However, ambulances are almost always quicker in emergency situations than driving a patient to the ER yourself.

The sheepish conclusion

Sammy
Sammy, 11, is now a healthy, sometimes happy, middle schooler. Lest you think his fashion sense is an unforeseen side effect of his bump on the head, he was clipping ties to his t-shirts long before falling from the monkey bars.

Sammy did indeed have a concussion. He repeatedly threw up the liquid ER staff needed him to keep down for his CT scan. When he did finally manage, doctors informed us he wasn’t bleeding. He’s now 11 and is a healthy, sometimes happy pre-teenager.  (God help me.)

All that’s left from his concussion experience is a reminder to stay within catching distance when small children are swinging like monkeys from bars, and a funny family story that involves, strangely enough, farm animals.

As Sammy lay in the ER bed – staring wide-eyed at the ceiling, both arms splayed outward as nurses hooked up IVs and took his vitals – a doctor asked me the standard questions about his medical history: Ever have this disease or that? Adverse reactions to any medication? Was he allergic to anything?

No, no and no.

Just then, Sammy sat straight up in his hospital bed: Mom! What did you just say?

I said you aren’t allergic to anything.

But I am allergic to something, Mom. I’m allergic to sheep.

And with that, Sammy fell instantly flat on his back.

The doctor looked at me with a raised eyebrow. I shook my head. Sammy’s only exposure to sheep had been at a petting zoo a few years earlier. The sheep sucked pellets from Sammy’s tiny hands and Sammy sucked sheep slobber from the same hands seconds later. He certainly wasn’t allergic to sheep that day. My husband and I still figure it was the concussion talking.

#ConcussionMonday is an initiative started by Barrow Neurological Institute at St. Joseph’s Hospital and Medical Center to raise awareness about concussion and traumatic brain injury on social media. Hospitals and medical centers across the country use #ConcussionMonday on Twitter to link to education and reminders about concussion prevention.  Read our past posts below:

Week 5: What athletes should know

Week 4: How does a concussion happen?

Week 3: What parents should know 

Week 2: Neurologist Dr. David Wheeler talks symptoms and treatments

Week 1: A high school coach’s guide to recognizing concussions

Kristy verticleKristy Bleizeffer is a writer and public relations rep for Wyoming Medical Center and editor of The Pulse. Previously, she worked at Wyoming newspapers for 12 years, most recently as features editor of the Casper Star-Tribune. She enjoys working in her garden until July when she falls woefully behind and vows to do better next year. She is mother to a son and step-son. Tell her your health stories by emailing kbleizeffer@wyomingmedicalcenter.org or calling (307) 577-2556.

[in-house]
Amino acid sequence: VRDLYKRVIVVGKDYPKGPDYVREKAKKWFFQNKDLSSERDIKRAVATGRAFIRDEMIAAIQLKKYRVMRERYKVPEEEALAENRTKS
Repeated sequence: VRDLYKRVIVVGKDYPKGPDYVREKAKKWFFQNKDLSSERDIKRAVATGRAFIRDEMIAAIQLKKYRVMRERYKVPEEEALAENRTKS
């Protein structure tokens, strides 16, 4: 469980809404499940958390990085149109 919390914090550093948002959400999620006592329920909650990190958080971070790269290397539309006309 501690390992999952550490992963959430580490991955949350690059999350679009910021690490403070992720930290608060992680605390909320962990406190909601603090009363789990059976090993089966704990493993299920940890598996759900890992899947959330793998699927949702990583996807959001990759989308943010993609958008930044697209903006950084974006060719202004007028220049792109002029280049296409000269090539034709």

Students commit to not text and drive

The students of high schools throughout Natrona County really listened to the no-texting-and-driving message.

We started the 2013 “It Can Wait Drive 4 Pledges” week off with Natrona County High School’s mostly ninth- and 10th-graders during their 90-minute PE class early Monday morning.  I was really impressed at how attentive the students were as we showed the 34-minute AT&T “From One Second to the Next” video.  With over 100 students in the auditorium at each session, you could not hear a pin drop.  It is a very moving and impactful video to stress to viewers the importance of paying attention to their driving and putting their phones away or letting a passenger text or call for the driver.

The students really liked the hands-on activities.  Driving the simulator while texting or just driving showed how impaired they really were.  Many of these students just received their learner’s permits or were soon to get them.  These new drivers are the exact age group we wanted to reach as they are the highest proportion of distracted drivers involved in fatal crashes.

In talking to the students during the activities I was encouraged by their responses to “are you going to text and drive?”  They always said no and stated they learned a lot today.  One student said he used to do it but quit after his friend got in an accident and broke his legs.

The total attendance at NC’s event was 334.

Natrona County High School students listen to the opening before the video was played.
Natrona County High School students listen to the opening before the video was played.

Tuesday we presented at Roosevelt High School for 100 students and teachers.  Again the audience was fully engaged in the video.  One of the teachers said that any time you can get this group of students quietly watching a video is totally awesome.  After the video the students all enjoyed the hands on activities.  One of the students was asked how she liked the assembly and she said, “It was great – I loved all of it.”

Another teacher pointed out that the visual means everything for this young generation.  They understood how texting can really impact someone’s life because of the video.

Many were able to try the driving simulator while texting and they all really got into that activity.  It is so rewarding to see what an impact we can do to bring the message to the students.

Roosevelt High School students watch one student try out the driving simulator as he tries to not hit a deer or a pedestrian while texting and driving.
Roosevelt High School students watch one student try out the driving simulator as he tries to not hit a deer or a pedestrian while texting and driving.